Overvalued club debate


HONG KONG — American domination of the world economy was challenged last week at the Group of 20 summit in Seoul much the same way that Barack Obama’s Democrats were mauled in this month’s U.S. congressional elections, which the president termed a “shellacking.”

Several countries took on the once almighty United States and declared that the leaders of a broken economy had no business trying to tell fast-growing countries what to do.

Dominique Strauss-Kahn, the managing director of the International Monetary Fund, gave a diplomatic summing up of Seoul, declaring: “This G20 was more of a G20 of debate than a G20 of conclusions.” The failure to achieve anything more than bland promises like the patently untrue “pledge to continue our coordinated efforts and act together” raises doubts about the usefulness of the G20 itself.

Most important, there is clearly no international body with the vision and the political clout to pull the fractious countries together and to suggest practical and constructive ways of solving intractable economic problems.

The spat between the U.S. and China continued after G20 members had gone home or on to the Asia-Pacific Economic Cooperation summit in Yokohama, where the leaders uttered more pious declarations about free trade, but without sketching a map of how to get there. The U.S. president told reporters bluntly after the G20 that the yuan is “undervalued” and that China “spends enormous amounts of money intervening in the market to keep it undervalued.”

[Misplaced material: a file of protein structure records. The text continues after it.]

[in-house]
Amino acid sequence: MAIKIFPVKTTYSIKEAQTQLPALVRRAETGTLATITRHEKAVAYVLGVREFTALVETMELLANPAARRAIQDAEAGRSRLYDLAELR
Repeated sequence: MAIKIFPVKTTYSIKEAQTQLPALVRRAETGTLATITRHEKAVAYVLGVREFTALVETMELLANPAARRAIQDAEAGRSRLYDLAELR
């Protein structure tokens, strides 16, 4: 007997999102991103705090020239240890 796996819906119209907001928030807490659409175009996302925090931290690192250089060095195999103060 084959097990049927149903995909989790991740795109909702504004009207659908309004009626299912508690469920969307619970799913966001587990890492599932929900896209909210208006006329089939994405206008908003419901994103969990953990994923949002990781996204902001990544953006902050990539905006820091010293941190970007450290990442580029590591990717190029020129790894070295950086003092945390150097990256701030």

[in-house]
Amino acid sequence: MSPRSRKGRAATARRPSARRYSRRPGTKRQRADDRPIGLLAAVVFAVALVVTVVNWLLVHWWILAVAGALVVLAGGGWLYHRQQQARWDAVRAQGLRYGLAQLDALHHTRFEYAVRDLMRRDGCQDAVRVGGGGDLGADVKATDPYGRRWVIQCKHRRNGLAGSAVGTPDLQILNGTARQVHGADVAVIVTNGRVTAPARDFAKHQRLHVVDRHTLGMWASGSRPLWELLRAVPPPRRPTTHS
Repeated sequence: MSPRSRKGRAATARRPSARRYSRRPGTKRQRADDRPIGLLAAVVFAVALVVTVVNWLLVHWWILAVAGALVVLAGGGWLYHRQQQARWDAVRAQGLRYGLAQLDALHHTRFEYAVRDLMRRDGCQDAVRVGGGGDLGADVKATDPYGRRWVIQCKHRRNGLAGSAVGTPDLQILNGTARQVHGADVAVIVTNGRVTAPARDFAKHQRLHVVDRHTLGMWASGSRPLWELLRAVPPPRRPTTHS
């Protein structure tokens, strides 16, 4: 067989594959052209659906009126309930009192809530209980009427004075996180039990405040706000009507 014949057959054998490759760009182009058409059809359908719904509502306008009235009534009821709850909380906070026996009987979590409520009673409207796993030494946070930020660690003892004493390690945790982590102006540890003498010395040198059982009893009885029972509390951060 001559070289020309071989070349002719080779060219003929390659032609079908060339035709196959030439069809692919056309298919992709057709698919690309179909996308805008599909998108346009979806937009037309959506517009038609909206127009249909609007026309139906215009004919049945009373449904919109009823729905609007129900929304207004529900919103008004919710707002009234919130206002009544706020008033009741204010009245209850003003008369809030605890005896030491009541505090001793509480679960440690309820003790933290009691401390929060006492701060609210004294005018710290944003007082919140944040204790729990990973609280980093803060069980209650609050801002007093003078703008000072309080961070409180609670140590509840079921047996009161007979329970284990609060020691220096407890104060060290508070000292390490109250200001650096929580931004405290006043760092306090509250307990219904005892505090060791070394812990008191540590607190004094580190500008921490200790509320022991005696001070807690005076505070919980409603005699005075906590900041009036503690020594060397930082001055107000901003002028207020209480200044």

China had cleverly taken the high road. Commerce minister Chen Deming in Macao said that China “doesn’t support” monetary easing that causes “imported” inflation in developing countries since such inflows increase the risk of asset bubbles. Jin Zhongxia of the People’s Bank of China added: “Major reserve issuing countries excessively print money to get out of their own economic difficulties, posing a policy dilemma for emerging economies. That will impose greater pressure on capital inflows, bigger bubbles in asset markets and inflationary pressure.”

If Obama had hoped to persuade the G20 of the problems that China was causing by keeping the yuan undervalued, he failed. He clearly underestimated the anxiety and the anger that the renewed policy of quantitative easing by the Federal Reserve had caused, particularly among countries that have seen their currencies rise against the dollar and now face pressures from capital inflows.

The U.S. president failed to convince fellow industrial nations that China was the main culprit. Germany has an even larger current account surplus (5 to 6 percent) than China (4 percent) when measured against gross domestic product. Some economists are already speaking of the pair as “Chermany.”

Berlin has expressed anger both about quantitative easing and about the general policies pursued in Washington. In an outspoken interview with Spiegel before the Seoul summit, finance minister Wolfgang Schauble damned the Fed’s decision to pump $600 billion into the economy, claiming: “There is no lack of liquidity in the U.S. economy. The Fed’s decisions bring more uncertainty to the global economy. They make it more difficult to achieve a reasonable balance between industrialized and emerging economies, and they undermine U.S. credibility when it comes to fiscal policy. It’s inconsistent for the Americans to accuse the Chinese of manipulating exchange rates and then to artificially depress the dollar exchange rate by printing money.”